Monday, 28 June 2010

The aptly named Hertz car rental

So here I am in Western Canada (which I've discovered should be pronounced to rhyme with armada), without a bike, and without any plans to go out on one. Ironic, given where we are has some of the world's best mountain biking, but sometimes I heed the advice of people who tell me to "give it a rest".

I'm not missing out on training entirely though - I have gym stuff with me, and I spent an hour of the flight lying on my back in the aisle doing the upsidedown pedalling in the air thing that we used to do in PE class when we were 8. The cabin attendants did look at me a bit strangely, but as I pointed out, what do you expect if all the films are in French? And it's not as if they didn't have another aisle to use.

We flew into Calgary, which is famous for stampeding cattle, terrible car hire and an old winter olympics. We managed to experience one of these within an hour of landing, and I wish it had been being trampled by 37 angry steers about to have their balls removed. Instead, we suffered the punishment of Calgary Hertz.

We'd booked a luxury car - something big enough to be comfortable, but not so big that we'd feel we were driving a combine harvester. The people in front of us were given a Cadilac for their similar booking, so imagine the joyous looks on our faces when we were told that they didn't have any luxury cars, they never had luxury cars, and actually, Hertz doesn't even do them. Hey, would you like a free upgrade to a combine harvester?

No, we would not. We would like the car we booked. The car we booked a month ago, just like the one we've seen drive out of the car lot with the happy, smiling couple in it.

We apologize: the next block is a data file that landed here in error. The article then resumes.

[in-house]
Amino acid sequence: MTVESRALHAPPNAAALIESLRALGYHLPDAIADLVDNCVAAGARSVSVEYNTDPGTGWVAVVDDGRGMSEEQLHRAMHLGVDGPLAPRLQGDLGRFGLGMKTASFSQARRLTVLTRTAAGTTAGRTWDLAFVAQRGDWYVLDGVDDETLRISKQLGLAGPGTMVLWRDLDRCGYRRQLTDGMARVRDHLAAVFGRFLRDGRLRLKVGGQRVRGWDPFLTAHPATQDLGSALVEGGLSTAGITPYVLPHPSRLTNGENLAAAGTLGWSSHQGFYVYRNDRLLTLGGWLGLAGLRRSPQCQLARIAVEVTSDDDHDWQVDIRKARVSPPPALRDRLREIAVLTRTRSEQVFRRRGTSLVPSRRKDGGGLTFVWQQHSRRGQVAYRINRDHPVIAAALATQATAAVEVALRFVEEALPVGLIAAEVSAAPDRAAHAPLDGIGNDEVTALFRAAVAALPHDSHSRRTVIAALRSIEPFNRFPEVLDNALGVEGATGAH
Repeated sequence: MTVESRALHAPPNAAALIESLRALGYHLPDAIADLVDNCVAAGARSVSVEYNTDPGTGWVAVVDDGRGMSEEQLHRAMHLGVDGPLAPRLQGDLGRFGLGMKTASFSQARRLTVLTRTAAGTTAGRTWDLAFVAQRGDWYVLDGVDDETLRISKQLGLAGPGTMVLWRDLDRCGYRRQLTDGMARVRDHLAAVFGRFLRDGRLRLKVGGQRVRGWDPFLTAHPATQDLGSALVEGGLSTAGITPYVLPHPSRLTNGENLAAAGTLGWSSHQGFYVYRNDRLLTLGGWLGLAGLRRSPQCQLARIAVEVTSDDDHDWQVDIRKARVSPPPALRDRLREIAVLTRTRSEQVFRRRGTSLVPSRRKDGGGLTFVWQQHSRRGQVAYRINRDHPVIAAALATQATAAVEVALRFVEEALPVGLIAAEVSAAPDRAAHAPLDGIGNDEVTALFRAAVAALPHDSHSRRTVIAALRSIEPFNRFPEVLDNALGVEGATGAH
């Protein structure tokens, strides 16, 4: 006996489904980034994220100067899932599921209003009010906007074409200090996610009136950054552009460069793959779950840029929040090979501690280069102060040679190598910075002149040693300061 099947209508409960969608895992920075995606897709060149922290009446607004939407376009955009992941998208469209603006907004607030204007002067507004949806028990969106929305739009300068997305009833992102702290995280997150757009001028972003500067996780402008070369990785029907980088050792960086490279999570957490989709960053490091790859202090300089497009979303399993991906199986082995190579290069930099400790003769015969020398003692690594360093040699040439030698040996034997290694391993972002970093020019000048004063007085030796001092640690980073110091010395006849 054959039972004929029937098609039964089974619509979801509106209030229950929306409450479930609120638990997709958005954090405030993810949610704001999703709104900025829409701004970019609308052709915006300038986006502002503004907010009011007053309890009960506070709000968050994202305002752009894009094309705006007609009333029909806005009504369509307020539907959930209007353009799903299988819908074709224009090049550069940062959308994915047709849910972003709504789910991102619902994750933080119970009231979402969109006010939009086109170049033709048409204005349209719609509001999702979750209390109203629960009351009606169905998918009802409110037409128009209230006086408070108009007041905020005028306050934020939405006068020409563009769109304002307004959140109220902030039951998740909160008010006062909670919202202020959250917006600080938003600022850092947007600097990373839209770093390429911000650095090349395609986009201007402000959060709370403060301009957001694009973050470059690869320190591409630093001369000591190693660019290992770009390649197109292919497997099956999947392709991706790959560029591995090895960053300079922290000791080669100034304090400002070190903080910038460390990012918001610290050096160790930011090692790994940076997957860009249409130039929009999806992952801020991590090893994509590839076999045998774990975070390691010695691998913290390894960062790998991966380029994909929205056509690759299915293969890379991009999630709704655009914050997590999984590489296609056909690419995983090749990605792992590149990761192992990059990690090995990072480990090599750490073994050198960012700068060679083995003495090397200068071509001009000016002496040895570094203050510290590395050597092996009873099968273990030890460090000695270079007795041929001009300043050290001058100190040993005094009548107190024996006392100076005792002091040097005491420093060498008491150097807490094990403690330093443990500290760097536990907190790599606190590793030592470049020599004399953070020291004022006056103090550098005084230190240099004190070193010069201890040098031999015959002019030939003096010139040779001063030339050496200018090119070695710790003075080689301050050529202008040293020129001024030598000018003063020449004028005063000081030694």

Ah... well, we could get you one of those... tomorrow. We'll call you. We're really competant.

So we took the harvester, with the expectation of changing it the next day. On the plus side, it was excellent for mowing down pedestrians.

That evening, Hertz call. Your car is here. The one you booked. I know you're out drinking and eating and enjoying your holiday, but how about bringing the ol' international harvester back and getting the car? What? You'd rather wait until you were sober? And you'd like it delivered to your hotel?

The next day, we speak to Hertz again. They would deliver! The car was with them! A Caddy!

Half an hour later they call back. They don't deliver. They never deliver. Bring back the combine. We have your Caddy.

We go to the airport, burning more of our precious holiday. At the airport, we avoid the pedeststian residue cleaning charge by pointing out that by now, we realy don't give a shit, and go to the office to get the keys to the Caddy.

We don't rent Caddys from this office. We never have. We certainly haven't given yours away again. You'll have to take something else. But don't worry, it'll be an upgrade.

Wow, Hertz really came up with the goods.

Wednesday, 16 June 2010


So, 127 miles. Pretty lumpy. Not as many people as the Dragon Ride. However, they did have the Mavic support car:

And even the Mavic support bike, sans spare wheels:

Things started fairly fast, as Darren and I escaped most of our starting group up the first hill and tried to hang on to a couple of faster groups that had started after us. Tried, until we both realised that riding flat out for 6+ hours wasn't really going to be a viable strategy (you could argue, quite convincingly, that it wasn't a strategy at all). We settled into our own pace, sometimes sheltering behind others, sometimes doing the sheltering. Darren was feeling a little ill (having raced the day before with a cold) and was fairly confident that he'd only do the 81 miler. He might have been feeling rubbish but as usual it didn't show - I don't think I'd have been going any faster if he hadn't had been there.

At the first big food stop we were passed by the Torq team riders, who had started a good 20 minutes behind us. They were travelling so quickly (and with no intention of stopping for food) that they completely missed the timing mats at the entrance to the food stop and had to sheepishly turn back. We noticed a few riders doing this - the moral of the tale being to never, ever pass up the chance of free flapjack.